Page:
The suggested exclusion was in very broad terms. Basically it said:
- The consultant has no responsibility for designing or advising on measures to prevent or mitigate terrorism.
- The consultant has no liability (whether in contract, in negligence or otherwise) for claims arising out of terrorism, save to the extent covered by professional indemnity insurance. (You may well wonder what, if anything, this “saving” gives a client, given the wording summarised in the first bullet. It is also a good example of the discredited “evaporation clause”).
Understandably, terrorism itself was also defined widely. It covered “any acts” including the threat of violence or harm caused to life or property for political, religious or ideological purposes.
Now, wording like this has been in circulation for years, but prompted by our client we did a little digging and a bit of thinking.
A good starting point is the RIBA guidance on designing for counter-terrorism (2010). Although published a few years ago, it recommends a balanced approach which still holds good. The guidance’s foreword states that:
it is incumbent upon all of us with a professional interest in the built environment, whether engineers, architects, surveyors or developers, to consider [terrorism] threats and risks in detail, and then to address them in an imaginative, sustainable and proportionate way.
The emphasis on a proportionate approach is key. Mitigating the risk of terrorism should doubtless be an important aspect of the design (say) of a financial institution’s headquarters in central London, or a major international sporting venue. Similarly, one would think that the design process for central government facilities ought to consider mitigation of terrorist attack.
But it’s likely that the design of housing in the countryside will involve little or no consideration of terrorism. (Although what if the project in question is an oligarch’s mansion, or housing for military personnel?)
Government itself publishes range of guides on protecting crowded places from terrorist attack. The guides provide advice for the owners, operators and managers of properties in various sectors (for example shopping centres, bars, restaurants and places of worship).
One of these, Protecting crowded places: design and technical issues (revised 2014), gives detailed advice on incorporating counter-terrorism design into new projects. It is intended for anyone involved in the planning, design and development of such projects.
The guide recognises the need to adopt measures in a way that isn’t “one size fits all” and to integrate these with urban design principles.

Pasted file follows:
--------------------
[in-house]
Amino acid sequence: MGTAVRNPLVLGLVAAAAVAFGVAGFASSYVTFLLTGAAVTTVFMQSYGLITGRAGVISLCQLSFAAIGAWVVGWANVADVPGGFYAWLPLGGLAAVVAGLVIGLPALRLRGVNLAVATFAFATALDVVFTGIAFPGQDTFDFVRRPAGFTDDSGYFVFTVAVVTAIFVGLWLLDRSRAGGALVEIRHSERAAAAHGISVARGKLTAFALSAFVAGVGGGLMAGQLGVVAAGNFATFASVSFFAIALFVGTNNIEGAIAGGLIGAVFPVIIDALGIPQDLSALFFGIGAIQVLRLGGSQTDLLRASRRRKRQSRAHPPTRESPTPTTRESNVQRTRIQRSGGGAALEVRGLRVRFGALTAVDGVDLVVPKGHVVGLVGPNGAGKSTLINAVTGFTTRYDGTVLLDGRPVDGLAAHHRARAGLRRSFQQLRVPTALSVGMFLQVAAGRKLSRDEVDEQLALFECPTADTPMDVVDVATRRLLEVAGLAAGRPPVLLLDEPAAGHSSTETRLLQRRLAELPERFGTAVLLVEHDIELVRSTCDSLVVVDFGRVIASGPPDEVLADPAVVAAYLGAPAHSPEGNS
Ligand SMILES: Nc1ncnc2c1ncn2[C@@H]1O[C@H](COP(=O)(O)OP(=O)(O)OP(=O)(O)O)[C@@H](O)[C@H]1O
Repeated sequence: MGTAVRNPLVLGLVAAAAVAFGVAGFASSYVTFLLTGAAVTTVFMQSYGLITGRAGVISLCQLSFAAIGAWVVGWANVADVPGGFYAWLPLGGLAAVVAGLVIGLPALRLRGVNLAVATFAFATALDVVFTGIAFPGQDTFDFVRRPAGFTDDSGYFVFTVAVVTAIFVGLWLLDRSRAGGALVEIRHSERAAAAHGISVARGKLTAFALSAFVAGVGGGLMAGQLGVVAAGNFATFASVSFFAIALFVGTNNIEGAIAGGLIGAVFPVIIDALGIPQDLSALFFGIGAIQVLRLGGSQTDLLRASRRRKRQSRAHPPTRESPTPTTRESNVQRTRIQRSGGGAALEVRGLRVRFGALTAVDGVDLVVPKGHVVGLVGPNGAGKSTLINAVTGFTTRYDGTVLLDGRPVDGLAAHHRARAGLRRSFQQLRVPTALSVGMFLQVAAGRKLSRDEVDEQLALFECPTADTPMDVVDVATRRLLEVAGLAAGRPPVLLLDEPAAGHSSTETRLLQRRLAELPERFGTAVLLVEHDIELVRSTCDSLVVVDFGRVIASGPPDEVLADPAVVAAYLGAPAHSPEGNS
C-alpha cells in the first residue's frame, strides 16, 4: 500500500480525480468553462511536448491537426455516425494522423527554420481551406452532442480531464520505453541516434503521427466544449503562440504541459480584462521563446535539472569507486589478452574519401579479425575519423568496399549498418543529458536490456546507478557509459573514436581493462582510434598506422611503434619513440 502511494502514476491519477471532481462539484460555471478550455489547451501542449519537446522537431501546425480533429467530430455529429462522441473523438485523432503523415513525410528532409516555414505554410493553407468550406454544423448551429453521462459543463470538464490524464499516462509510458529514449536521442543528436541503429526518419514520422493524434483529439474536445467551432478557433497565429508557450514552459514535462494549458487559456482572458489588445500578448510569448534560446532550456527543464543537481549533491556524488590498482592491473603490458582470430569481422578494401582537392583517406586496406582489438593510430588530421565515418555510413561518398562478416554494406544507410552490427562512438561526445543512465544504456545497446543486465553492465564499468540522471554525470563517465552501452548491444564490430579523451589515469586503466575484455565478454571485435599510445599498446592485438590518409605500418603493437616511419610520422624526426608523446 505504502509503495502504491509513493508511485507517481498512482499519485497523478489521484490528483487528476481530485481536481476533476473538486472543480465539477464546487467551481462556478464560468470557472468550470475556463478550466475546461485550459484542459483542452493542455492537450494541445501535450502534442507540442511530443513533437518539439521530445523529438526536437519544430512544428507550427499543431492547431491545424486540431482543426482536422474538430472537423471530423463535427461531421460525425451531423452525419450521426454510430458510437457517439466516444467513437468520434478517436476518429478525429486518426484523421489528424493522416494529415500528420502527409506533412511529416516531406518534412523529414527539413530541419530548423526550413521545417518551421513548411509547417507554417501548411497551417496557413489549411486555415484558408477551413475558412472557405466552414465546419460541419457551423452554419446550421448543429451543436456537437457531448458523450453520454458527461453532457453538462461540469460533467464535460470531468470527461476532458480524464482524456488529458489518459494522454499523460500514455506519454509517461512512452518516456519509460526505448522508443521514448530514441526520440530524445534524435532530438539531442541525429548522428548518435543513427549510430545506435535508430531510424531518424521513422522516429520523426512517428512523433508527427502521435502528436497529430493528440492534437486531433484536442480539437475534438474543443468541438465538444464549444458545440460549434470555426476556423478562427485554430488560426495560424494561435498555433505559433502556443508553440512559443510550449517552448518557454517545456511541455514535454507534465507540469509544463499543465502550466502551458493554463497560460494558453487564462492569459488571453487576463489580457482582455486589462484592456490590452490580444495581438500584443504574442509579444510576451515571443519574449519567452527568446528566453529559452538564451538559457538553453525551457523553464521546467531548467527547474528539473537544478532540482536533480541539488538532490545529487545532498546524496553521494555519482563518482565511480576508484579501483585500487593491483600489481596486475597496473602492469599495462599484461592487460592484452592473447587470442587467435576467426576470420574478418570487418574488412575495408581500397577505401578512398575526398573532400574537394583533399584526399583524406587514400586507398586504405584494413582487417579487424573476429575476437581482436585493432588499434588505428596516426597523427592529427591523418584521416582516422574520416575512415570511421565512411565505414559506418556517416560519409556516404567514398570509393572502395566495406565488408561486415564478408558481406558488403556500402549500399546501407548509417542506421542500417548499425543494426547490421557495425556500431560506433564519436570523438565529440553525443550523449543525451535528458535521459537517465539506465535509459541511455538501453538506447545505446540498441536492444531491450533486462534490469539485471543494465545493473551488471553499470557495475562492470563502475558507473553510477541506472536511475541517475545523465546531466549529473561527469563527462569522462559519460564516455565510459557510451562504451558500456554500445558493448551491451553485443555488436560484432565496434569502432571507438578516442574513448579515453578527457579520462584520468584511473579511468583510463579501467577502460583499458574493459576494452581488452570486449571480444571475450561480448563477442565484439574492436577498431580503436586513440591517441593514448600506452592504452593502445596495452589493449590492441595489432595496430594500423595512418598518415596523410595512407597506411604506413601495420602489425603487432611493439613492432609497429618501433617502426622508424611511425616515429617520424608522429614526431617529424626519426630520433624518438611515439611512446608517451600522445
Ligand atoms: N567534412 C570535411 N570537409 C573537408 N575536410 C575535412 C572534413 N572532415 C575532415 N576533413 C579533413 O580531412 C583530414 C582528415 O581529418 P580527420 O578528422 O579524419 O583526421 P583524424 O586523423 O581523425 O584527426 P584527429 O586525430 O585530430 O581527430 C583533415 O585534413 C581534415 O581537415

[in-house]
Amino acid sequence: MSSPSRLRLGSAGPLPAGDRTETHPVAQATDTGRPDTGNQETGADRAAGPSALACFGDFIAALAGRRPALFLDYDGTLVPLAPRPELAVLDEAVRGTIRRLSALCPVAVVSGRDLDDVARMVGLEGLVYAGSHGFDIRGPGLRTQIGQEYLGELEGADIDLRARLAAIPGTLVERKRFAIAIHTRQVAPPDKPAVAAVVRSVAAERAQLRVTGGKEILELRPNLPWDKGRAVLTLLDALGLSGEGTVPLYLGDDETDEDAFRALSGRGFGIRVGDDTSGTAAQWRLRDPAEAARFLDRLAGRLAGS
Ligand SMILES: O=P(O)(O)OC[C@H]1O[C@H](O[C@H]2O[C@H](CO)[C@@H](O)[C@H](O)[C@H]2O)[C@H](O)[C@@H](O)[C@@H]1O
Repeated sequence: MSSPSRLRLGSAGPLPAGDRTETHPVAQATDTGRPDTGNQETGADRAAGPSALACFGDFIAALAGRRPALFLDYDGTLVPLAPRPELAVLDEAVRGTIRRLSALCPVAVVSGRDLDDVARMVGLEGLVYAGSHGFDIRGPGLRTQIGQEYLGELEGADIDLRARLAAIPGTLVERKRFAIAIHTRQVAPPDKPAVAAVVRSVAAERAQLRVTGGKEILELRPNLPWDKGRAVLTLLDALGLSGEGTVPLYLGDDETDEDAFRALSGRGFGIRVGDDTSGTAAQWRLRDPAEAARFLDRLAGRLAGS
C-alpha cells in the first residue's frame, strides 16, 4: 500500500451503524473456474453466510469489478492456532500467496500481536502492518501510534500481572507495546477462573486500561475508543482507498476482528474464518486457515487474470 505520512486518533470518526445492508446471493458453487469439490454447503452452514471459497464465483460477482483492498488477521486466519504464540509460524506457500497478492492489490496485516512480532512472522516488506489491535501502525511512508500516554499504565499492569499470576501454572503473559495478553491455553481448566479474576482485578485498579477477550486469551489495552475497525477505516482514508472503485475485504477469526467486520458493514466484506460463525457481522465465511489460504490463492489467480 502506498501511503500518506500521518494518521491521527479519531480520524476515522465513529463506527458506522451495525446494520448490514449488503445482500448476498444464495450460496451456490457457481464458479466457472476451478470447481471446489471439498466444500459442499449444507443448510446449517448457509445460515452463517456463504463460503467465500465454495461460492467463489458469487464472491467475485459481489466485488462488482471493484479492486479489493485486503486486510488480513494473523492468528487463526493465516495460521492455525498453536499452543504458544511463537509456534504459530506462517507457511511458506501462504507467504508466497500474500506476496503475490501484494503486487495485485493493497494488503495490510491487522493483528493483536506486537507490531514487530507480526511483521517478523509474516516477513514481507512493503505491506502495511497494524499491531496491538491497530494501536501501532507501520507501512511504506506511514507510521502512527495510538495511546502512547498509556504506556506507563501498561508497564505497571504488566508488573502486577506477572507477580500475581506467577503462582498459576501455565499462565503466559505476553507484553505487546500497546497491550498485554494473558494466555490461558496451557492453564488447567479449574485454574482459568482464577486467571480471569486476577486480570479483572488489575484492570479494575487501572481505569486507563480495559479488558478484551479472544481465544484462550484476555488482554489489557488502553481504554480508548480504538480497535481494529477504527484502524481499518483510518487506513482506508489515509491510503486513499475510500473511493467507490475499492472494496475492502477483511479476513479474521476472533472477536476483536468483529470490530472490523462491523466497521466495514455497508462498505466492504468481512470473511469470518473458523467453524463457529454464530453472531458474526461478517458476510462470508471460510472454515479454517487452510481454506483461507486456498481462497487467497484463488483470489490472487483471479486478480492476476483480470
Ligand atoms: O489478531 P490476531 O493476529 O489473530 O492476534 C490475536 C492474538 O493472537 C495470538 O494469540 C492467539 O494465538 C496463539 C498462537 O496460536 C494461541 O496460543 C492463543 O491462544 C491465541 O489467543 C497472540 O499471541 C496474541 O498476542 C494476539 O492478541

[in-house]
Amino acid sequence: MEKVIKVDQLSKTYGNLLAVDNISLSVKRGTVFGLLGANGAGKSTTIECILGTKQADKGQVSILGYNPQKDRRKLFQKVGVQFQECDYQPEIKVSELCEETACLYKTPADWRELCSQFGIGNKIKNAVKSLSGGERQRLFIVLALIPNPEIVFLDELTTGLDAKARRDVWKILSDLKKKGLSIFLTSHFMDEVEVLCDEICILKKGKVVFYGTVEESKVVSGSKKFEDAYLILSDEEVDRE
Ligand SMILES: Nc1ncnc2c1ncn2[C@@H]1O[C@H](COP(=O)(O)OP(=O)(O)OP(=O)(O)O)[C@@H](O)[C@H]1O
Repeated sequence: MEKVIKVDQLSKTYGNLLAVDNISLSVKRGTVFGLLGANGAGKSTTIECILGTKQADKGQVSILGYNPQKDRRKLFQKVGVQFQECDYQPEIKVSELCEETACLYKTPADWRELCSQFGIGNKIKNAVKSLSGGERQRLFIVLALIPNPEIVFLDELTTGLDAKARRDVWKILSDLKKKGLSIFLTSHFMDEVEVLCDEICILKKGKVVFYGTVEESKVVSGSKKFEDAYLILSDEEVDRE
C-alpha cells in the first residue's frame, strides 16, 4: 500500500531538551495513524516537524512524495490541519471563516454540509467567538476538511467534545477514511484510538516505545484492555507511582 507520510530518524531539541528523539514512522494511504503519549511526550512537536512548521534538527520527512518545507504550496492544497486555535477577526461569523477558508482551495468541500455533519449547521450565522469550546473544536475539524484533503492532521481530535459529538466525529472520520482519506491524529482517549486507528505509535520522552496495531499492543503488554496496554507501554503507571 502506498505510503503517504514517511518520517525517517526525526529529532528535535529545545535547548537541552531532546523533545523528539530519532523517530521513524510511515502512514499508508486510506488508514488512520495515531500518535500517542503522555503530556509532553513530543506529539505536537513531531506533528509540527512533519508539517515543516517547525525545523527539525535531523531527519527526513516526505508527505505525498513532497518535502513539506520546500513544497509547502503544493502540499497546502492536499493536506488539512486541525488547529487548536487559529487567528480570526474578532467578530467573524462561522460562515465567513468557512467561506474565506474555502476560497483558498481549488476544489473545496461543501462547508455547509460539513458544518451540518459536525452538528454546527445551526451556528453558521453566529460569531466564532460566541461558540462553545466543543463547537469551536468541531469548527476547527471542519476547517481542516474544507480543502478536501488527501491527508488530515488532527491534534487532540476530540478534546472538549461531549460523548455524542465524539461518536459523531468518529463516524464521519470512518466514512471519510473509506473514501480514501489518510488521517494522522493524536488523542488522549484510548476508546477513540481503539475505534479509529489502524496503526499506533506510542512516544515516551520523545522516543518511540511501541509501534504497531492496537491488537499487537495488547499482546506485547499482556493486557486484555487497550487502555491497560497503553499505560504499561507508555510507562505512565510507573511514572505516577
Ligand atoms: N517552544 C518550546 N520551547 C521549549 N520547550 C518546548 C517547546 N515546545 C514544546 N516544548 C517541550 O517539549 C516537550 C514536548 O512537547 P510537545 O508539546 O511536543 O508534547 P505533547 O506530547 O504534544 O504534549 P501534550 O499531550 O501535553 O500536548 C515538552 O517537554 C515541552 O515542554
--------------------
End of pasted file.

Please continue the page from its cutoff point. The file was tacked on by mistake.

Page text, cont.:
The government guides will influence planning authorities’ approach to the risk of terrorism. In some cases, the design and access statement for a planning application will specifically need to address the risk.
So there is no shortage of balanced material recommending approaches to dealing with the all too real risk of terrorism.
What is the issue for consultants?
If it will often be reasonable to take terrorism into account, why do some consultants (or, at least, their insurers) object to taking responsibility for the necessary design?
I think there are two reasons:
- Scope of PII policy: Some (if not all) professional indemnity policies exclude terrorism from cover. For example, a policy may exclude:
Any loss, damage, cost or expense of whatsoever nature directly or indirectly caused by, resulting from or in connection with any act of terrorism regardless of any other cause or event contributing concurrently or in any other sequence to the loss.
Again, this is broad wording. The exclusion of terrorism cover from PII policies may reflect the availability and cost of obtaining cover in the specialist terrorism reinsurance market.
- Risk management: Some consultants may say that they are uncomfortable in being required to take account of terrorism, particularly given the brutal ingenuity of some terrorists. As such, they will be reluctant to “warrant” that a building will be, to any extent, terrorist proof. They may also point to the potentially high quantum of any claim.
Is this reasonable?
However, I do wonder whether across-the-board exclusions of liability for terrorism-related claims are really appropriate.
As many consultants and their insurers appear to accept, designing to take account of terrorism may be an obvious and necessary part of a particular project. The obligation to deliver the design will, of course, be subject to reasonable skill and care, so there is no question of the design being expected to counter every conceivable terror threat.
A fairly typical clause such as “to use the reasonable skill and care of a designer experienced in designing projects similar to the [project in question]” may well import a general requirement to take account of terrorist risks, if the project is of a kind or in a location that makes it a potential terrorist target. Given the amount of readily available guidance on dealing with terrorism, it would seem odd to hold otherwise.
So it seems strange, perhaps even lacking in credibility, for a consultant to seek to exclude all liability for terrorism on such projects. If that is so important to him, is he the right consultant with the right PII for the job? (In fact, there may be merit on some projects in going in the other direction and expanding the skill and care wording to require express compliance with relevant anti-terrorism guidance. That would seem unexceptionable and would give clarity to both the client and consultant.)
Finally, in many cases (one hopes) terrorism is such a slight risk that there is no need to make specific allowance for it anyway. In which case, why even ask for the exclusion?
This blog post has first appeared on PLC Construction Blog, 10 August 2016.